One More Look at Borders
Friday, May 15, 1998
By Greg Markus (TMF Boring)
ANN ARBOR, Mich. (May 15, 1998) -- A Boring Portfolio will tend to lag behind a rampaging bull market, and this one certainly has. On the other hand, when the bull pauses for a rest or -- difficult as it may be to conceive these days -- even backtracks a bit, a Boring Portfolio should be expected to continue to chug along, slow but steady.
On this options-expiration Friday, the Borefolio did just that, rising modestly for the second consecutive session in the face of a southbound market. All in all, the Borefolio advanced 0.13% while the Dow shed 76 points, the S&P 500 fell 0.77%, and the Nasdaq tumbled 1.00%.
Shares of Borders Group (NYSE: BGP), the largest holding in the Borefolio, led the way, rising $1/2 to $33 1/16 in heavy trading. On Wednesday, Borders reported results for its fiscal first quarter and held a follow-up conference call, a summary of which we've provided for you. Also this week, the company formally announced the launch of its e-commerce site, Borders.com.
As noted in last Friday's Boring recap, I ordered three books from Borders.com a week ago, barely hours after the site had opened, as a sort of test drive of the operation. The total price for my transaction was a coupla dollars better than it would have been on Amazon.com (Nasdaq: AMZN), but I doubt that this is indicative of any systematic pattern. Some items are a bit cheaper on one site, some a bit cheaper on another; most are priced comparably across the websites of all the major players, including that of Barnes & Noble (NYSE: BKS).
As for order execution, I received an email from Borders over the weekend stating that one book I'd ordered that had been advertised as being "immediately available" would take 48 hours to obtain. To make up for the inconvenience, Borders.com said they would upgrade my order from regular delivery to priority mail. (The other sites typically do that, as well.)
Sure enough, my three books arrived on Wednesday, in good shape. Enclosed in the package was a brief survey asking me to rate various aspects of the service and inviting my suggestions for improvements for the website. My wish list includes a more flexible and powerful search engine and more reviews and related information about the books.
The e-commerce initiative is not the only focus of attention at Borders. At least as significant are plans for international expansion of the bricks-and-mortar stores. Three new Borders superstores will be sprouting up in the U.K. this year, as well as one down-under in Melbourne, Australia. I'm negotiating with Fool HQ now to conduct extensive field research at one or more of those locations.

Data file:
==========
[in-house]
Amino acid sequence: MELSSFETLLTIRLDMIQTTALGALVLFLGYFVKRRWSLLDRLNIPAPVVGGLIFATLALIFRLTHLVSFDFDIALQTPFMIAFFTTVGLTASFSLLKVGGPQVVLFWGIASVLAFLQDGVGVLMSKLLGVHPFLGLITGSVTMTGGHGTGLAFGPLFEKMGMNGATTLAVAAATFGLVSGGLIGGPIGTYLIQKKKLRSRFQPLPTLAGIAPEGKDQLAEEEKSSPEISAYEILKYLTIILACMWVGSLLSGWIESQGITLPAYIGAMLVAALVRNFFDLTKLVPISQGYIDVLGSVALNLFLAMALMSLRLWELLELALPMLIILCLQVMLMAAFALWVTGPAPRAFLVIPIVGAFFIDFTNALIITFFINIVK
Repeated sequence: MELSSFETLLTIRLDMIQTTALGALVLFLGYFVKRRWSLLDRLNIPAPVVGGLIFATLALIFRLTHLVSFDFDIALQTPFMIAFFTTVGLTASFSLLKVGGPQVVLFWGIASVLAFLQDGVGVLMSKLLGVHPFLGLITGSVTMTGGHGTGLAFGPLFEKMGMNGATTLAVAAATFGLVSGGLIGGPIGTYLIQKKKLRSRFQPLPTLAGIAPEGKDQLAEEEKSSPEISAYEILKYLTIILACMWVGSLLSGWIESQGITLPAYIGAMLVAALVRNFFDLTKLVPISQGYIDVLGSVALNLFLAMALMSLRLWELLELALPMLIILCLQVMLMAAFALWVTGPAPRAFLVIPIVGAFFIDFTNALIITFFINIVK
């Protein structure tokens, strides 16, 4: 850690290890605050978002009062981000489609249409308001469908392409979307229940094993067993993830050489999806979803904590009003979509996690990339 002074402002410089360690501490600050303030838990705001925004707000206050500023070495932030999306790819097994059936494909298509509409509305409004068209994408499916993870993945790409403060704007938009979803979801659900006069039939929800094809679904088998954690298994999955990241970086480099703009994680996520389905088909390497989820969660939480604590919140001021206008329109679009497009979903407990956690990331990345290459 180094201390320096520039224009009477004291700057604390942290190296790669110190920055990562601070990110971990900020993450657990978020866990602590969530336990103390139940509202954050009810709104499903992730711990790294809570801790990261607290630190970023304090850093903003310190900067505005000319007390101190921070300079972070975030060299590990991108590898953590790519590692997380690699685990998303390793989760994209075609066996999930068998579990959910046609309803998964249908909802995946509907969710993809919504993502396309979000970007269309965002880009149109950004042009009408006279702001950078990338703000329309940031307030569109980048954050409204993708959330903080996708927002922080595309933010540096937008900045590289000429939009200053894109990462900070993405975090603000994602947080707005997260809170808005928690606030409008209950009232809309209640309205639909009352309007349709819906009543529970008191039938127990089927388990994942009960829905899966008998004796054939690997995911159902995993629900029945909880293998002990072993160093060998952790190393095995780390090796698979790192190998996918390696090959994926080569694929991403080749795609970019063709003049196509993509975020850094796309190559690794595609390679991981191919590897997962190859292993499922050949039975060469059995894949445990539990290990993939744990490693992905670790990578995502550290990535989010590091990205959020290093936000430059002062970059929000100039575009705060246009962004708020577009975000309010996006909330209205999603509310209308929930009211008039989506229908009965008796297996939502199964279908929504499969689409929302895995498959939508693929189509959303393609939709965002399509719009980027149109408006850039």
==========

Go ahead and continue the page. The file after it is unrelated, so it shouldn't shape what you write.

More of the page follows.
Okay, so that's the story on Borders Group, the company. How 'bout Borders Group, the stock?
Well, from a comparative perspective, the closest comparison group is Barnes & Noble and Fool Portfolio holding Amazon.com. I've offered my opinions on Amazon's valuation before; to use the phrase of the day, I don't want to go there.
As for B&N, it and Borders are very similar in many ways: both are aggressively rolling out big-box stores, both have mall-based operations grafted on (Waldenbooks for Borders, B. Dalton for B&N), and now with the tardy arrival of Borders.com, both have fairly high-profile sites for selling over the Internet.
In terms of the numbers, both B&N and Borders are capitalized at around $2.5 billion. Both are projected to grow per-share earnings in the mid-20% range over at least the next few years.
And until fairly recently, the stocks of the two companies tracked each other almost perfectly -- that despite the fact that Borders looks a bit better in terms of return on equity, net margin, and some other financial measures.
Then B&N launched its e-commerce operation, and the multiple for its stock became instantly Webified, leaving Borders behind (although B&N has since come back a bit). Borders stock currently trades at about a 10% discount to that of B&N.
Borders is trading at 27.1 times projected earnings of $1.22 per share for the current fiscal year and 21.9 times the analysts' consensus EPS forecast for fiscal year 1999 (ending January 2000). Barnes & Noble, by comparison, trades at 30.4 times this fiscal year's estimated EPS of $1.13 and 23.9 times fiscal 1999 projected profits of $1.44 per share.
In my opinion, that gap must close now that Borders.com has shown its face. And, in my opinion, the gap will close by moving Borders' stock up to B&N's multiple (which is not unreasonable for 25%-plus annual growers these days) rather than vice versa.
As for Amazon.com's valuation, as I said: I don't want to go there.
Stock Change Bid ANDW - 7/16 21.88 CGO - 3/4 35.25 BGP + 1/2 33.06 CSL --- 51.50 CSCO + 3/8 76.38 FCH + 3/16 35.38 PNR - 1/16 44.88
Day Month Year History BORING +0.13% 1.14% 4.35% 31.31% S&P: -0.77% -0.27% 14.25% 78.36% NASDAQ: -1.00% -1.16% 17.60% 77.41% Rec'd # Security In At Now Change 2/28/96 400 Borders Gr 11.26 33.06 193.73% 6/26/96 150 Cisco Syst 35.93 76.38 112.55% 8/13/96 200 Carlisle C 26.32 51.50 95.63% 3/5/97 150 Atlas Air 23.06 35.25 52.87% 4/14/98 100 Pentair 43.74 44.88 2.59% 11/6/97 200 FelCor Sui 37.59 35.38 -5.89% 1/21/98 200 Andrew Cor 26.09 21.88 -16.16% Rec'd # Security In At Value Change 2/28/96 400 Borders Gr 4502.49 13225.00 $8722.51 6/26/96 150 Cisco Syst 5389.99 11456.25 $6066.26 8/13/96 200 Carlisle C 5264.99 10300.00 $5035.01 3/5/97 150 Atlas Air 3458.74 5287.50 $1828.76 4/14/98 100 Pentair 4374.25 4487.50 $113.25 11/6/97 200 FelCor Sui 7518.00 7075.00 -$443.00 1/21/98 200 Andrew Cor 5218.00 4375.00 -$843.00 CASH $9447.76 TOTAL $65654.01